While that is basically a step into the right direction, the use of Signal is questionable. Yes, it is (A)GPL licensed, but Moxie Marlinspike does not allow 3rd parties to join their network, thus blocking development of alternative clients and servers. Furthermore, you have to tie your account to your phone number, what should never be a requirement for anybody who wants privacy. So you just move from one walled garden into another.

Meltdown & Spectre Patches Causing Boot Issues for Ubuntu 16.04 Computers

Found on Bleeping Computer on Wednesday, 10 January 2018
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The issues were reported by a large number of users on the Ubuntu forums, Ubuntu's Launchpad bug tracker, and Reddit thread. Only Ubuntu users running the Xenial 16.04 series appear to be affected.

A Canonical spokesperson was not available for comment on the issue, but two new Ubuntu 16.04 updates with Linux kernel image 4.4.0-109 were released two hours before this article's publication.

Does nobody even bother to test patches anymore? They hurry so much to release an update that the entire testing and quality checking process is skipped.

Why is ​Firefox Quantum so fast? Mozilla reveals a tweak that turbo-charged its browser

Found on ZDNet on Saturday, 23 December 2017
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The technique was developed by Mozilla engineer Honza Bambas, who calls it "tailing". It works by delaying scripts from tracking domains when a page is actively loading and rendering.

Page load performance is improved by saving on network bandwidth and computing resources while loading a page, in a way that prioritizes site requests over tracking requests.

Geez, why not just drop all connections to trackers if they are already identified? Not that it matters much, because those who already have adblockers and other privacy plugins won't even notice that "speed-tweak".

Mozilla Slipped a ‘Mr. Robot’-Promo Plugin into Firefox and Users Are Pissed [Updated]

Found on Gizmodo on Saturday, 16 December 2017
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It was automatically added to Firefox users’ browsers this week with no explanation except the cryptic message, “MY REALITY IS JUST DIFFERENT THAN YOURS,” prompting users to worry on Reddit that they’d been hit with spyware.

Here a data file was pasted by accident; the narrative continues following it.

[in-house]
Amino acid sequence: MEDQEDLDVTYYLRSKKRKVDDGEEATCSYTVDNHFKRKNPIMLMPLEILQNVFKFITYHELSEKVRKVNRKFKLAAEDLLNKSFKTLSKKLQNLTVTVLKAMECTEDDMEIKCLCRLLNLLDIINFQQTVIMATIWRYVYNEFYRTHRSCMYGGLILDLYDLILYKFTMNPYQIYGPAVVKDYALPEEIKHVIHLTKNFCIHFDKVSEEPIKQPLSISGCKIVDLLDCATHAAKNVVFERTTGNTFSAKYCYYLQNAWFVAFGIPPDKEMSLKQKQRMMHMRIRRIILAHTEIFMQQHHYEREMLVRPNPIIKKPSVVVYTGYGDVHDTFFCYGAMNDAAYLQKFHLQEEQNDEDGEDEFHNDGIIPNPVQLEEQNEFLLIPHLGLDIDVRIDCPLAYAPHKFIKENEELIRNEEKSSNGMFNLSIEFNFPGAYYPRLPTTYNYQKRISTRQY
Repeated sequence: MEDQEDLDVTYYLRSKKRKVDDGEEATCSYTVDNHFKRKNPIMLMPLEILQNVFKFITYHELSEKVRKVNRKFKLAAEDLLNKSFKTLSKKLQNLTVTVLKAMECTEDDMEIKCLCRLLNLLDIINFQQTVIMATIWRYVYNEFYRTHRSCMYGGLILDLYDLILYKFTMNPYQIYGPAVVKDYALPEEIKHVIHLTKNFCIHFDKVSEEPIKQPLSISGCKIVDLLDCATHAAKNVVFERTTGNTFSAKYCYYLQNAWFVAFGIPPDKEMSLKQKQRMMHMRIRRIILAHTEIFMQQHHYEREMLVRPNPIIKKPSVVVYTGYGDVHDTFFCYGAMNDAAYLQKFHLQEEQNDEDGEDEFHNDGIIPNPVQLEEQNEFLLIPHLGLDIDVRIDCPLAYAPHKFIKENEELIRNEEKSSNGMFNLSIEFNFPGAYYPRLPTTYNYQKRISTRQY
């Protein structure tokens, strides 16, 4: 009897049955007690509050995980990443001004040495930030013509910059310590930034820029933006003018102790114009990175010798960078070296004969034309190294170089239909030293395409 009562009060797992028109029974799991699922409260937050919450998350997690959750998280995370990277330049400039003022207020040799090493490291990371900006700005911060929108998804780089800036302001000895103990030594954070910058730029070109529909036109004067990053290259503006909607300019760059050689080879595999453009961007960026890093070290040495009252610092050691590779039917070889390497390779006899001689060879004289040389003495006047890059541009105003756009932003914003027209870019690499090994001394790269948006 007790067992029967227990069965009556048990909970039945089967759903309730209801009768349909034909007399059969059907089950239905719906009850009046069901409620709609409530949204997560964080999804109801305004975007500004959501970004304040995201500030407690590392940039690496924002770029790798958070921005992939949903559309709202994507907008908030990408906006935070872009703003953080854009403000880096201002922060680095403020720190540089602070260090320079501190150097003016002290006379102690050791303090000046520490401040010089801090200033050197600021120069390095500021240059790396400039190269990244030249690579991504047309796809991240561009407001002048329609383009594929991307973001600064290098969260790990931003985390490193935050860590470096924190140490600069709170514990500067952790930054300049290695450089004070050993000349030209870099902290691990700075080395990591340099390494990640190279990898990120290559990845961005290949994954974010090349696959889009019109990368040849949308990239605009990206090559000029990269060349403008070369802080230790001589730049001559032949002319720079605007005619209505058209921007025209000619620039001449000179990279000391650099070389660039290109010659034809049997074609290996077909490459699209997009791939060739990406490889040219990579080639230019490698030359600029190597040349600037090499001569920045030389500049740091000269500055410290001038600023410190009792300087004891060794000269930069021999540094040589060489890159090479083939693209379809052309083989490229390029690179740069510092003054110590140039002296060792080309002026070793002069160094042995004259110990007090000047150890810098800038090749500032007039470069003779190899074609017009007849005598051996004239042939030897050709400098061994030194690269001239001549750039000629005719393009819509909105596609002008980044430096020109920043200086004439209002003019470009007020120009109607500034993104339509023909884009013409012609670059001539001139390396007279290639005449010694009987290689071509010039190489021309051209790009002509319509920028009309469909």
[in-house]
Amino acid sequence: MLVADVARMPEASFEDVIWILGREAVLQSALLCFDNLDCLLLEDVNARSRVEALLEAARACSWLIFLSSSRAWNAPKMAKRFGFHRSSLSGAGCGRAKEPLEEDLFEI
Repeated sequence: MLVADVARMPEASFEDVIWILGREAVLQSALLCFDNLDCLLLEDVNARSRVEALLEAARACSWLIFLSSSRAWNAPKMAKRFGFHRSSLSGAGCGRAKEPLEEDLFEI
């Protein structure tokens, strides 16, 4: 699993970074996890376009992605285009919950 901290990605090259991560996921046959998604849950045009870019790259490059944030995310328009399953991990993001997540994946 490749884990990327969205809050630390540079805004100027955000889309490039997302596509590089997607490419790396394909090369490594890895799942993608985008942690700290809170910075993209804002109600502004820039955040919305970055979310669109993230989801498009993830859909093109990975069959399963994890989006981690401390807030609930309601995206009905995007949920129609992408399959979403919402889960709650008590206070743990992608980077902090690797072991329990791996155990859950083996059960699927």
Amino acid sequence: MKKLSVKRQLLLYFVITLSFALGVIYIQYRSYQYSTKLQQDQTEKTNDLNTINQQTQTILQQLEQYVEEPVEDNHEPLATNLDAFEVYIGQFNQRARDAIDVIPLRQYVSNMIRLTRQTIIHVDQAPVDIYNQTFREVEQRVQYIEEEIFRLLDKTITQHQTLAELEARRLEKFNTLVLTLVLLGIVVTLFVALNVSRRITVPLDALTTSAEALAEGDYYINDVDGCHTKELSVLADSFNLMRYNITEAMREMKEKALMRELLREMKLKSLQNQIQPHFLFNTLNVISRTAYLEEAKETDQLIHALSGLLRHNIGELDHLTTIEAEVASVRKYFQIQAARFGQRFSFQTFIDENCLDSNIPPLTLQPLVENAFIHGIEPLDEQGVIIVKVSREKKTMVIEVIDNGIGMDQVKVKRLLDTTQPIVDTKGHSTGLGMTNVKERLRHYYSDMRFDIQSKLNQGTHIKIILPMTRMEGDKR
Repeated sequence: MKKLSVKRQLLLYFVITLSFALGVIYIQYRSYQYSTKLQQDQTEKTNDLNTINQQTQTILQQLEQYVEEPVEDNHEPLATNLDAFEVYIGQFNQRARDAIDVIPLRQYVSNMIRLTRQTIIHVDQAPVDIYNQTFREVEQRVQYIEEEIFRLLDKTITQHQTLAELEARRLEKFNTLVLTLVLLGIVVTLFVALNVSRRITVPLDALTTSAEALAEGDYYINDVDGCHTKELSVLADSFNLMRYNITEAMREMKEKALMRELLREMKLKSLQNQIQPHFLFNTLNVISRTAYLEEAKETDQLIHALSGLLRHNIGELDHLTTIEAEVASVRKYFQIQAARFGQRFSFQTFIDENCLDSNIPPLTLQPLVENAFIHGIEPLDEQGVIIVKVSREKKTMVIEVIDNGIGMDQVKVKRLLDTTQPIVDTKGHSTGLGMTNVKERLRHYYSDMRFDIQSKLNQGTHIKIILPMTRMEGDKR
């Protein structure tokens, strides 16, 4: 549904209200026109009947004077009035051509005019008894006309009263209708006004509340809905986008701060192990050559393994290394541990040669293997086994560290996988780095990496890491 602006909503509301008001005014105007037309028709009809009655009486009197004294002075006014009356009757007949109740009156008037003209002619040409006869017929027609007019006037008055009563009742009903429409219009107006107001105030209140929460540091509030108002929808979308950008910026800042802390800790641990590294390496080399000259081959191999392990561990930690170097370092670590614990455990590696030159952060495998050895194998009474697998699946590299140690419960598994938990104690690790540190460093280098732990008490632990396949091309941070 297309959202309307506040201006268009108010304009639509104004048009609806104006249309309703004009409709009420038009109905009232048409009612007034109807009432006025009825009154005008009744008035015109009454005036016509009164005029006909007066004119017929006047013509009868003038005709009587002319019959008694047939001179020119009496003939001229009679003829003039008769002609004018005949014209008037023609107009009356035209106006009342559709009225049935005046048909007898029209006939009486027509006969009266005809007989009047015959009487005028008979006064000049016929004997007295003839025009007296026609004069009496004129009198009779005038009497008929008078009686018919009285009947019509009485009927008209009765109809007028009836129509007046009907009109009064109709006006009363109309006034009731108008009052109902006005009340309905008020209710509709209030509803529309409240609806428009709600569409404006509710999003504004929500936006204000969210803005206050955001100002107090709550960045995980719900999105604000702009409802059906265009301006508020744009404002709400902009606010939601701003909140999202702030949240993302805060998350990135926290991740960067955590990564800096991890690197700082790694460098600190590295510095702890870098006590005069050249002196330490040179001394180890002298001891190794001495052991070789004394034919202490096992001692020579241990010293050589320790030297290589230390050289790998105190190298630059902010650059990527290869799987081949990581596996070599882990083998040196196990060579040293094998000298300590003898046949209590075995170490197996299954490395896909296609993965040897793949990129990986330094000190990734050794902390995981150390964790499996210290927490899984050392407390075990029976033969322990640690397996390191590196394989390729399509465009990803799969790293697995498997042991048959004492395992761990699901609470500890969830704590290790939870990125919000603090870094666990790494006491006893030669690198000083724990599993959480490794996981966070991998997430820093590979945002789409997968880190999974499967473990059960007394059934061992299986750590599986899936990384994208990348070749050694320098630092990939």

It is currently unclear what user-privacy considerations Mozilla management made before deciding to auto-install the Mr. Robot plugin into Firefox.

It feels like Mozilla is deliberately trying to do its best to annoy and alienate its userbase.

Apple iOS 11 security 'downgrade' decried as 'horror show'

Found on The Register on Friday, 01 December 2017
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Oleg Afonin, a security researcher for password-cracking forensic IT biz Elcomsoft, in a blog post on Wednesday called iOS 11 "a horror story" due to changes the fruit-themed firm made to its mobile operating system that stripped away a stack of layered defenses.

"Once an intruder gains access to the user’s iPhone and knows (or recovers) the passcode, there is no single extra layer of protection left," Alfonin explains in his post. "Everything (and I mean, everything) is now completely exposed. Local backups, the keychain, iCloud lock, Apple account password, cloud backups and photos, passwords from the iCloud Keychain, call logs, location data, browsing history, browser tabs and even the user’s original Apple ID password are quickly exposed."

Perhaps it was done because users complained and it's more convenient if you only have to remember one passcode. You get convenience, you lost security.

Wondering why your internal .dev web app has stopped working?

Found on The Register on Thursday, 30 November 2017
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Rather than connecting to private stuff on an internal .dev domain to pick up where they left off, a number of engineers and sysadmins are facing an error message in their web browser complaining it is "unable to provide a secure connection."

Chrome forces connections to all domains ending in .dev (as well as .foo) to use HTTPS via a HTTP Strict Transport Security (HSTS) header. This is part of Google's larger and welcome push for HTTPS to be used everywhere for greater security.

In another commit, Google renames Chrome to GTNB: Google's Nanny Telemetry Browser. Yes, security is important, but you don't mess with your user's setups. It's main use is on internal testing systems, and if you need the security of HTTPS on your Intranet, then your security problems are somewhere else, and much bigger than you thought.